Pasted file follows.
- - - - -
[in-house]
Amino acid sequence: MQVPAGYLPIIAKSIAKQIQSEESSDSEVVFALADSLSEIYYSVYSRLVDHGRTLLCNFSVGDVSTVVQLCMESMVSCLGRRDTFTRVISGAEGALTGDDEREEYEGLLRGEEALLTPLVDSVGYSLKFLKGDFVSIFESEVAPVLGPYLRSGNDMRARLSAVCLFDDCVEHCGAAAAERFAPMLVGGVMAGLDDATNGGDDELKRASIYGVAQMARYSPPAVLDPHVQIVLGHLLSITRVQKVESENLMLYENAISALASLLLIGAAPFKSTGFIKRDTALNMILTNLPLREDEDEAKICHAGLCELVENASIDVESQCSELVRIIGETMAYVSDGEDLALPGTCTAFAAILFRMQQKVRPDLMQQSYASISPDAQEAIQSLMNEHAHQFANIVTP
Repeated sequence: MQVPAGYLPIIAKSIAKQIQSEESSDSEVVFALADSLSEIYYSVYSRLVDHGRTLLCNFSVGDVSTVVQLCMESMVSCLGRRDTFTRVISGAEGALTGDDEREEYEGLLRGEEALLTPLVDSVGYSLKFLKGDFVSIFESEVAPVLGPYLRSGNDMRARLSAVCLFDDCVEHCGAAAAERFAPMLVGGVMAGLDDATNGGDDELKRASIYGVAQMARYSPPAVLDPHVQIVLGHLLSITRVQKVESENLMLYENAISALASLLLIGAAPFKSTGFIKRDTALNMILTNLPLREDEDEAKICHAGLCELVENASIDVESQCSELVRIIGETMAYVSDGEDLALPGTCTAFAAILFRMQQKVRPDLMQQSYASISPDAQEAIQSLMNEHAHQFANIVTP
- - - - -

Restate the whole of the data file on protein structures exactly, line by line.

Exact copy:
[in-house]
Amino acid sequence: MQVPAGYLPIIAKSIAKQIQSEESSDSEVVFALADSLSEIYYSVYSRLVDHGRTLLCNFSVGDVSTVVQLCMESMVSCLGRRDTFTRVISGAEGALTGDDEREEYEGLLRGEEALLTPLVDSVGYSLKFLKGDFVSIFESEVAPVLGPYLRSGNDMRARLSAVCLFDDCVEHCGAAAAERFAPMLVGGVMAGLDDATNGGDDELKRASIYGVAQMARYSPPAVLDPHVQIVLGHLLSITRVQKVESENLMLYENAISALASLLLIGAAPFKSTGFIKRDTALNMILTNLPLREDEDEAKICHAGLCELVENASIDVESQCSELVRIIGETMAYVSDGEDLALPGTCTAFAAILFRMQQKVRPDLMQQSYASISPDAQEAIQSLMNEHAHQFANIVTP
Repeated sequence: MQVPAGYLPIIAKSIAKQIQSEESSDSEVVFALADSLSEIYYSVYSRLVDHGRTLLCNFSVGDVSTVVQLCMESMVSCLGRRDTFTRVISGAEGALTGDDEREEYEGLLRGEEALLTPLVDSVGYSLKFLKGDFVSIFESEVAPVLGPYLRSGNDMRARLSAVCLFDDCVEHCGAAAAERFAPMLVGGVMAGLDDATNGGDDELKRASIYGVAQMARYSPPAVLDPHVQIVLGHLLSITRVQKVESENLMLYENAISALASLLLIGAAPFKSTGFIKRDTALNMILTNLPLREDEDEAKICHAGLCELVENASIDVESQCSELVRIIGETMAYVSDGEDLALPGTCTAFAAILFRMQQKVRPDLMQQSYASISPDAQEAIQSLMNEHAHQFANIVTP